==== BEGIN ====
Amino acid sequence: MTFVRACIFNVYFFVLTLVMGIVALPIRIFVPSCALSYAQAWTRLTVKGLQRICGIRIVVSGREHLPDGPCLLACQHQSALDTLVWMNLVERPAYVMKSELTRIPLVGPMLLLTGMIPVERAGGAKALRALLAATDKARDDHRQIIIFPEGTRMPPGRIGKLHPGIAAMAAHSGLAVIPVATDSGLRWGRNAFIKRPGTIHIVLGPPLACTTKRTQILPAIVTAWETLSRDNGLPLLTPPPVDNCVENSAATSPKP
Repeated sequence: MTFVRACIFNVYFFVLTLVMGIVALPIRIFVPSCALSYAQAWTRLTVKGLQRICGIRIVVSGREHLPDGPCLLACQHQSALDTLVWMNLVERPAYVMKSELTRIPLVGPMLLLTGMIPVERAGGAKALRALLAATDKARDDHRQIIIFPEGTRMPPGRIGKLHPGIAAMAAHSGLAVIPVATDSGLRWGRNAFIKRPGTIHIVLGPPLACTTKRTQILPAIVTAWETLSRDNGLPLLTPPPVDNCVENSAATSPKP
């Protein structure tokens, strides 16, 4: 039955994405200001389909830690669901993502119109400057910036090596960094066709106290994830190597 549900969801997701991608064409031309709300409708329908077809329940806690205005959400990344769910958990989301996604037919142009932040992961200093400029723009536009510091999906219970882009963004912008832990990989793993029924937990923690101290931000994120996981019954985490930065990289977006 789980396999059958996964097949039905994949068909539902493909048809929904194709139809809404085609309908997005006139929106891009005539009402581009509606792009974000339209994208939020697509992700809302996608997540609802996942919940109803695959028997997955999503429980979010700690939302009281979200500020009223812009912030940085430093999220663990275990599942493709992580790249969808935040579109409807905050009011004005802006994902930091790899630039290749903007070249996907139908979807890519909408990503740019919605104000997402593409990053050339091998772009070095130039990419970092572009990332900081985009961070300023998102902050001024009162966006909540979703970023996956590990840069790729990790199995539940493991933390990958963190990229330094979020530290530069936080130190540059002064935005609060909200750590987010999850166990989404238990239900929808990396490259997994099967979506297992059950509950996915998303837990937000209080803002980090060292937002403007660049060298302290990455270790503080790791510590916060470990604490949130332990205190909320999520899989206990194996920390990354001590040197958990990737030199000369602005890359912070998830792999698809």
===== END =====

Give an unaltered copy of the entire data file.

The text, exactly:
Amino acid sequence: MTFVRACIFNVYFFVLTLVMGIVALPIRIFVPSCALSYAQAWTRLTVKGLQRICGIRIVVSGREHLPDGPCLLACQHQSALDTLVWMNLVERPAYVMKSELTRIPLVGPMLLLTGMIPVERAGGAKALRALLAATDKARDDHRQIIIFPEGTRMPPGRIGKLHPGIAAMAAHSGLAVIPVATDSGLRWGRNAFIKRPGTIHIVLGPPLACTTKRTQILPAIVTAWETLSRDNGLPLLTPPPVDNCVENSAATSPKP
Repeated sequence: MTFVRACIFNVYFFVLTLVMGIVALPIRIFVPSCALSYAQAWTRLTVKGLQRICGIRIVVSGREHLPDGPCLLACQHQSALDTLVWMNLVERPAYVMKSELTRIPLVGPMLLLTGMIPVERAGGAKALRALLAATDKARDDHRQIIIFPEGTRMPPGRIGKLHPGIAAMAAHSGLAVIPVATDSGLRWGRNAFIKRPGTIHIVLGPPLACTTKRTQILPAIVTAWETLSRDNGLPLLTPPPVDNCVENSAATSPKP
């Protein structure tokens, strides 16, 4: 039955994405200001389909830690669901993502119109400057910036090596960094066709106290994830190597 549900969801997701991608064409031309709300409708329908077809329940806690205005959400990344769910958990989301996604037919142009932040992961200093400029723009536009510091999906219970882009963004912008832990990989793993029924937990923690101290931000994120996981019954985490930065990289977006 789980396999059958996964097949039905994949068909539902493909048809929904194709139809809404085609309908997005006139929106891009005539009402581009509606792009974000339209994208939020697509992700809302996608997540609802996942919940109803695959028997997955999503429980979010700690939302009281979200500020009223812009912030940085430093999220663990275990599942493709992580790249969808935040579109409807905050009011004005802006994902930091790899630039290749903007070249996907139908979807890519909408990503740019919605104000997402593409990053050339091998772009070095130039990419970092572009990332900081985009961070300023998102902050001024009162966006909540979703970023996956590990840069790729990790199995539940493991933390990958963190990229330094979020530290530069936080130190540059002064935005609060909200750590987010999850166990989404238990239900929808990396490259997994099967979506297992059950509950996915998303837990937000209080803002980090060292937002403007660049060298302290990455270790503080790791510590916060470990604490949130332990205190909320999520899989206990194996920390990354001590040197958990990737030199000369602005890359912070998830792999698809």